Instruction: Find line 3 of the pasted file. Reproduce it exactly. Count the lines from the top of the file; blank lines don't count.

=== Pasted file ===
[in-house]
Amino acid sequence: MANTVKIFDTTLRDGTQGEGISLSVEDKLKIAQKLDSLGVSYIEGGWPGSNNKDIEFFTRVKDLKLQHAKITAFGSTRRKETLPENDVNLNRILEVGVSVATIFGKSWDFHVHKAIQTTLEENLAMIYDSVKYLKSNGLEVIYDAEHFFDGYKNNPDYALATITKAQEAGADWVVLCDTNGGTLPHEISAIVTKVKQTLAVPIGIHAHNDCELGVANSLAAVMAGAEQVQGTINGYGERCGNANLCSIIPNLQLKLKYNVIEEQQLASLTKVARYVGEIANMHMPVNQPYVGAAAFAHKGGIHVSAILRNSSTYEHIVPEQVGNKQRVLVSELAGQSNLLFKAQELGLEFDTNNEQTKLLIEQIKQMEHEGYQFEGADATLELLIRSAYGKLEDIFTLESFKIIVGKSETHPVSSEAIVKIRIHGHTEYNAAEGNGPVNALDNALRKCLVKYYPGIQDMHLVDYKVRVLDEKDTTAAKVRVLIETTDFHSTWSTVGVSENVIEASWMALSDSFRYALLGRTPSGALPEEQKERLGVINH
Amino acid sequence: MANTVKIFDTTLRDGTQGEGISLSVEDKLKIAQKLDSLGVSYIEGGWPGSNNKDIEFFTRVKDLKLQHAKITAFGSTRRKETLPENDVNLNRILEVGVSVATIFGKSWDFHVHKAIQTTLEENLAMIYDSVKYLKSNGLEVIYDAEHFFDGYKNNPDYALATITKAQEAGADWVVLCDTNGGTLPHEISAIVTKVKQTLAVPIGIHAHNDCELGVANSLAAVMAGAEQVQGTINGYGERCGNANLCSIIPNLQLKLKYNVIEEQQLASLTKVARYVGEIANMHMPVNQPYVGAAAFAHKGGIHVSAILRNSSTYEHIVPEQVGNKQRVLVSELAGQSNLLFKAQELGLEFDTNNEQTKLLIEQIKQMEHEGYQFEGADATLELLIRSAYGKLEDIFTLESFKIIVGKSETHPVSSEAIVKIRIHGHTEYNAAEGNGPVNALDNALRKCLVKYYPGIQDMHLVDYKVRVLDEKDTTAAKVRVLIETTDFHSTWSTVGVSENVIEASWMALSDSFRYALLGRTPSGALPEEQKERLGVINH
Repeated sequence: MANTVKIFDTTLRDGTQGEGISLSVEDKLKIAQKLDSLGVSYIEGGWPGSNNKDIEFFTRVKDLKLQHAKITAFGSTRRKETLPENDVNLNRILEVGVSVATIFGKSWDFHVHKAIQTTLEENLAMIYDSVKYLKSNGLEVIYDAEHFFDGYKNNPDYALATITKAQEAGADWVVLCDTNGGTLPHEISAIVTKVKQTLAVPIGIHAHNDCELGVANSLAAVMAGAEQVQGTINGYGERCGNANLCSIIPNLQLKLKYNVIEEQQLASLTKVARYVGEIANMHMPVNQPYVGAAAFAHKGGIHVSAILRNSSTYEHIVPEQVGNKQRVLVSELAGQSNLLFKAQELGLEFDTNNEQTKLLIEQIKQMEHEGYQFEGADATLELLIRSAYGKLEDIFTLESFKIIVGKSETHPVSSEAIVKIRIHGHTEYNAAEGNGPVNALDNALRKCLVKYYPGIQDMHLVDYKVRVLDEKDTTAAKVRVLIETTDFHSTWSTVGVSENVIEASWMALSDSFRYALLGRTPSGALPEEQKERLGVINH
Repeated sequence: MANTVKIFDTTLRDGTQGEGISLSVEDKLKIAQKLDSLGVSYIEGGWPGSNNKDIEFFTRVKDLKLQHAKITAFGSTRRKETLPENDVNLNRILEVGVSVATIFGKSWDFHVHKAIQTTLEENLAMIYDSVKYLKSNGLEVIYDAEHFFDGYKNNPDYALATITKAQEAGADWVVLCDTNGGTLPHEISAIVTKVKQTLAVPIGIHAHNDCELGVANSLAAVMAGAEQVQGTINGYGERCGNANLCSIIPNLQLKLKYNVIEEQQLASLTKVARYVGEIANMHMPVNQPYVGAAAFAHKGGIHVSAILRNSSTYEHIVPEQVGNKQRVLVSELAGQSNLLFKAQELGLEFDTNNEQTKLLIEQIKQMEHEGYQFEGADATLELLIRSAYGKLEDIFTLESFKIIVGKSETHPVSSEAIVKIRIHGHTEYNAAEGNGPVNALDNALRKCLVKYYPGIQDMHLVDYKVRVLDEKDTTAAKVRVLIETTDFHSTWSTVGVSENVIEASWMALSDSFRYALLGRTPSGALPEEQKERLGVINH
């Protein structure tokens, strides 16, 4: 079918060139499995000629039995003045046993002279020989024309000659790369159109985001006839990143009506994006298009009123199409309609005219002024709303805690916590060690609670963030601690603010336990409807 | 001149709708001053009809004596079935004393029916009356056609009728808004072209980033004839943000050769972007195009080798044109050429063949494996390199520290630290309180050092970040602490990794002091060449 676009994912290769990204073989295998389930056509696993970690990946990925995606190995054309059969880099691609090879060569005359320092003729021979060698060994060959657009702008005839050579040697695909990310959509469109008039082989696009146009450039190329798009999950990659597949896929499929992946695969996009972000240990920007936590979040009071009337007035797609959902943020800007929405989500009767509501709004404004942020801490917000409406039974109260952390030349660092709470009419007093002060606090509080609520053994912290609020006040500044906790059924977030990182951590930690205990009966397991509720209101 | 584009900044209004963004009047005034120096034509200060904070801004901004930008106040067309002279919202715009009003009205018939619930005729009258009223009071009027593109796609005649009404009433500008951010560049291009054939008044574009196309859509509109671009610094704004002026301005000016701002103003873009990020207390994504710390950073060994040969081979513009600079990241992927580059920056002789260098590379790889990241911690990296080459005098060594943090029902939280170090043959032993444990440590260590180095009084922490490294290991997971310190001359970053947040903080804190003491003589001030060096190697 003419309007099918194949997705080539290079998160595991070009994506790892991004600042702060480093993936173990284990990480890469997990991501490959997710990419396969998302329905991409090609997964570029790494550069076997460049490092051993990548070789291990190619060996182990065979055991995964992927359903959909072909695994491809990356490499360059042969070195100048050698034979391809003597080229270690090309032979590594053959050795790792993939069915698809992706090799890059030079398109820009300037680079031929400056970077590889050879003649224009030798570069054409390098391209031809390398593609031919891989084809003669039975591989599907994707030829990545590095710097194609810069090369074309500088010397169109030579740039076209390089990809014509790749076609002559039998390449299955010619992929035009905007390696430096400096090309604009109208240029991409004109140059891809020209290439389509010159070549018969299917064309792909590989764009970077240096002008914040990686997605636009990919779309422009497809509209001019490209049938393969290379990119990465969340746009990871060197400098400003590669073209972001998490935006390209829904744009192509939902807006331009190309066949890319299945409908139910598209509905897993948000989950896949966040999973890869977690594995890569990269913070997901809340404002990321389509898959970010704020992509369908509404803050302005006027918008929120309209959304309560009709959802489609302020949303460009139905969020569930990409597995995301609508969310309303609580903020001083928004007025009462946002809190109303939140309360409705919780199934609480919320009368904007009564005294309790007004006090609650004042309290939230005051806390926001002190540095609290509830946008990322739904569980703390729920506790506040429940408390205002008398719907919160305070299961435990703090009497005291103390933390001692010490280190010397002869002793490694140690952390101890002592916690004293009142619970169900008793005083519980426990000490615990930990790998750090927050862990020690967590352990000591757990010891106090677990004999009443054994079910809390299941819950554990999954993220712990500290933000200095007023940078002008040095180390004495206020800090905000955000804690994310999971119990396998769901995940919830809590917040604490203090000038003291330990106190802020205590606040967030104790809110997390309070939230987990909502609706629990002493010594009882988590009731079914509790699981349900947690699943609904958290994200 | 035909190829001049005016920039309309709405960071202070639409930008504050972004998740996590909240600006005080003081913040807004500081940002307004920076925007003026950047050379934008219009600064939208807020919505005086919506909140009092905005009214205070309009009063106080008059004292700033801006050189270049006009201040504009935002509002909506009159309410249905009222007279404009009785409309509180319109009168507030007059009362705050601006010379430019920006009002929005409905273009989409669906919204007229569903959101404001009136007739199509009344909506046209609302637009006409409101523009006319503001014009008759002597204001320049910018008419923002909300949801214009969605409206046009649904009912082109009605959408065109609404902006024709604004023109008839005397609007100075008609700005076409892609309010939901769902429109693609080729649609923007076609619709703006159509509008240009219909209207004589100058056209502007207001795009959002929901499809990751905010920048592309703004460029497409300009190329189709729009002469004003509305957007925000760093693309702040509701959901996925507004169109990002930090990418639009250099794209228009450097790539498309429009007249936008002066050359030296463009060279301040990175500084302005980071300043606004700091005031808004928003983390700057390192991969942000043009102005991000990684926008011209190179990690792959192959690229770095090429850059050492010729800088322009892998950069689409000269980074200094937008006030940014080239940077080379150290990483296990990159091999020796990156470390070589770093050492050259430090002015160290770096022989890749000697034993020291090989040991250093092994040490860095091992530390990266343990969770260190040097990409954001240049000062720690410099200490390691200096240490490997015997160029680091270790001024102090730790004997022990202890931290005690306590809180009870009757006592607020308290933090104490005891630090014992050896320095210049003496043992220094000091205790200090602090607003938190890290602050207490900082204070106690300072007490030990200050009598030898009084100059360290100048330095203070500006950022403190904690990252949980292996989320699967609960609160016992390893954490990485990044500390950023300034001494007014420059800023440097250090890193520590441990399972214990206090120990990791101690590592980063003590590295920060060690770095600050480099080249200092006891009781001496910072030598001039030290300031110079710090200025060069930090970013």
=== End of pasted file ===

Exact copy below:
Amino acid sequence: MANTVKIFDTTLRDGTQGEGISLSVEDKLKIAQKLDSLGVSYIEGGWPGSNNKDIEFFTRVKDLKLQHAKITAFGSTRRKETLPENDVNLNRILEVGVSVATIFGKSWDFHVHKAIQTTLEENLAMIYDSVKYLKSNGLEVIYDAEHFFDGYKNNPDYALATITKAQEAGADWVVLCDTNGGTLPHEISAIVTKVKQTLAVPIGIHAHNDCELGVANSLAAVMAGAEQVQGTINGYGERCGNANLCSIIPNLQLKLKYNVIEEQQLASLTKVARYVGEIANMHMPVNQPYVGAAAFAHKGGIHVSAILRNSSTYEHIVPEQVGNKQRVLVSELAGQSNLLFKAQELGLEFDTNNEQTKLLIEQIKQMEHEGYQFEGADATLELLIRSAYGKLEDIFTLESFKIIVGKSETHPVSSEAIVKIRIHGHTEYNAAEGNGPVNALDNALRKCLVKYYPGIQDMHLVDYKVRVLDEKDTTAAKVRVLIETTDFHSTWSTVGVSENVIEASWMALSDSFRYALLGRTPSGALPEEQKERLGVINH